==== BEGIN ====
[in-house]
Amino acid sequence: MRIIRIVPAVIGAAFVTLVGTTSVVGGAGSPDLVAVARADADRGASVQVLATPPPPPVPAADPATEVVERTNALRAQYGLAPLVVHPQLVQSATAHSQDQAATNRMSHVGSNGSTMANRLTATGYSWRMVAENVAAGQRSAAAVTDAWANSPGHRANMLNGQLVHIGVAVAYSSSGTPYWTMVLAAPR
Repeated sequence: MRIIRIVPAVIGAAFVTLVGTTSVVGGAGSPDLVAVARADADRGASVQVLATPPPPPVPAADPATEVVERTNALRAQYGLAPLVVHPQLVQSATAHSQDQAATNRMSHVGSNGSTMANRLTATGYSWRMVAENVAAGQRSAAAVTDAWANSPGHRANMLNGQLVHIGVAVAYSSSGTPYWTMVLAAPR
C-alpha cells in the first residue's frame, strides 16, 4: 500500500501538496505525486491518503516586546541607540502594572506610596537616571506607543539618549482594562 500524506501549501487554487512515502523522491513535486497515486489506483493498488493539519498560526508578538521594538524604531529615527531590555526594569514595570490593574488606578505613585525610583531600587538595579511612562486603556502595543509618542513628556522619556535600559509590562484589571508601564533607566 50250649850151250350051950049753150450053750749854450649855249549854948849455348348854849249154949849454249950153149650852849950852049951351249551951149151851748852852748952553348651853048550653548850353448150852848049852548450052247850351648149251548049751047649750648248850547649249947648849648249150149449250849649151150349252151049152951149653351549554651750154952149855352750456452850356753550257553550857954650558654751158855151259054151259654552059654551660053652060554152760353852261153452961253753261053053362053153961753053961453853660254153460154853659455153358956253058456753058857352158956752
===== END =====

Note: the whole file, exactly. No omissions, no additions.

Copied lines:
[in-house]
Amino acid sequence: MRIIRIVPAVIGAAFVTLVGTTSVVGGAGSPDLVAVARADADRGASVQVLATPPPPPVPAADPATEVVERTNALRAQYGLAPLVVHPQLVQSATAHSQDQAATNRMSHVGSNGSTMANRLTATGYSWRMVAENVAAGQRSAAAVTDAWANSPGHRANMLNGQLVHIGVAVAYSSSGTPYWTMVLAAPR
Repeated sequence: MRIIRIVPAVIGAAFVTLVGTTSVVGGAGSPDLVAVARADADRGASVQVLATPPPPPVPAADPATEVVERTNALRAQYGLAPLVVHPQLVQSATAHSQDQAATNRMSHVGSNGSTMANRLTATGYSWRMVAENVAAGQRSAAAVTDAWANSPGHRANMLNGQLVHIGVAVAYSSSGTPYWTMVLAAPR
C-alpha cells in the first residue's frame, strides 16, 4: 500500500501538496505525486491518503516586546541607540502594572506610596537616571506607543539618549482594562 500524506501549501487554487512515502523522491513535486497515486489506483493498488493539519498560526508578538521594538524604531529615527531590555526594569514595570490593574488606578505613585525610583531600587538595579511612562486603556502595543509618542513628556522619556535600559509590562484589571508601564533607566 50250649850151250350051950049753150450053750749854450649855249549854948849455348348854849249154949849454249950153149650852849950852049951351249551951149151851748852852748952553348651853048550653548850353448150852848049852548450052247850351648149251548049751047649750648248850547649249947648849648249150149449250849649151150349252151049152951149653351549554651750154952149855352750456452850356753550257553550857954650558654751158855151259054151259654552059654551660053652060554152760353852261153452961253753261053053362053153961753053961453853660254153460154853659455153358956253058456753058857352158956752